But trouble was brewing in paradise. In 1944, James Donn Sr. led a group that bought Gulfstream Park, a bankrupt track in Broward County. Donn's operation was an immediate success. Officials at Hialeah, sensing the new threat, dispatched influential citizens to Tallahassee, the state capital, and, as a so-called result, the Florida legislature passed the Hialeah Bill in 1947. Simply stated, the bill guaranteed the first choice of racing dates to whichever track produced the most revenue.
"The tragedy of that was whoever had the best dates always produced the most revenue," says Doug Donn, grandson of James Sr. and now president of Gulfstream. "It was a self-perpetuating thing. Gulfstream got locked into the end dates because we were always the second-best producer. And Calder was always the worst producer. It took away the competitive environment, and it created, for one track at least, the unfettered ability to continually dominate."
In spite of that dominance, Hialeah in the late 1960s suffered the decline in revenues and attendance that beset other U.S. racetracks. In the Miami area, thoroughbred racing has to compete with greyhound tracks, jai alai frontons, harness tracks and cruise ships with casinos. Hialeah was hurt all the more by a shift in population. The winter visitors—tourists and retirees—no longer could afford to stay in the big Miami hotels for a month or more as they used to. Instead they started buying or renting the condos that were popping up north of the city, near Gulfstream and Calder. Meanwhile, the area around Hialeah was deteriorating to the point that some people considered it unsafe.
As if all that weren't enough, in 1971, after making numerous attempts to have the Hialeah Bill overturned, Gulfstream finally succeeded. The Florida Supreme Court declared Hialeah's monopoly of the best dates to be unconstitutional and ordered the racing commission to give the '72 middle dates to Gulfstream, leaving Hialeah with the end dates. What followed this decision was political infighting that benefited no one except the lawyers. Hialeah continued to skid, and in 1975 a New York Times headline read: THE BUGLE AT HIALEAH LIKELY TO PLAY TAPS.
But in 1977, Brunetti, a New Jersey real estate developer, bought Hialeah for $13.3 million and was hailed as its savior. In a complicated deal he sold the track to the city of Hialeah and leased it back for 30 years. At the end of that period Brunetti has the option to buy Hialeah for $100; or, by paying off the $9 million lease, he can buy it back sooner.
Meanwhile racing dates remained a subject of contention between Hialeah and Gulfstream. In 1978 the two tracks agreed to alternate the middle dates for the next four years. But the feud continued, at times becoming preposterous. In February '81, Hialeah's director of operations, Angelo Testa, noted that the track's flamingos had not bred since '72, which he blamed on the interruption of the birds' March mating season by racing during the end dates. In mid-April, in a sudden reversal of form, the flamingos laid 60 eggs.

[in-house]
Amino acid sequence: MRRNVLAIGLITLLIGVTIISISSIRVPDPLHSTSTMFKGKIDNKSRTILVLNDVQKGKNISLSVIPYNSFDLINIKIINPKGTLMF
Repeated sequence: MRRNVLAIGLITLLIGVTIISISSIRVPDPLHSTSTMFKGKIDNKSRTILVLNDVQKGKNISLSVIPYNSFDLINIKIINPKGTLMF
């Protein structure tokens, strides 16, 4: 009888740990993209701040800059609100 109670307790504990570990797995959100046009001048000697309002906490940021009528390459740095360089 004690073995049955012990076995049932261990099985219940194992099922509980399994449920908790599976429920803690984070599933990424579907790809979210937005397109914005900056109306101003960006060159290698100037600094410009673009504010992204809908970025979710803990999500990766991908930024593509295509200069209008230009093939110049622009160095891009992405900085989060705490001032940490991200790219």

In 1983 Doug Donn, who had taken over Gulfstream five years earlier when his father died, offered Brunetti a compromise. Donn would give the middle dates to Hialeah permanently if Brunetti would reduce his racing days from 50 to 40. "It was very clear to me he would have been far better off financially under that plan," says Donn. "Plus, it would have solved everything." Brunetti rejected the proposal.
In 1985 Gulfstream and Hialeah announced yet another agreement to alternate the middle dates, this time for two years. Then came last January's unanimous vote by the racing commission to award the middle dates to Gulfstream and the early—and worst—dates to Hialeah.
The personalities of the two protagonists in this drama are as integral to the story as the politics. Brunetti, 57, is charming, volatile, outspoken and sentimental. He has changed track management with alarming frequency (since he took over, there have been seven racing secretaries, seven publicity directors and six general managers) even as he has sung but one song: "Hialeah cannot survive without the middle dates." When the racing commission doesn't sing along, he threatens to fold the show forever.
Donn, 40, is a dynamic businessman, essentially a bottom-line guy. He has made Gulfstream the leading revenue-producing track in Florida. Under his leadership Gulfstream has consistently outproduced Hialeah in both the middle and the end dates. When Hialeah ran the middle dates in 1987, its handle was a track-record $101,577,793. Gulfstream, which ran the middle dates in '85 and '86, had handles of $114,940,056 and $114,995,640, respectively. Hialeah's handle for the end dates in '86 was $67,983,461, while Gulfstream's end-dates handle for '84 was $83,410,031.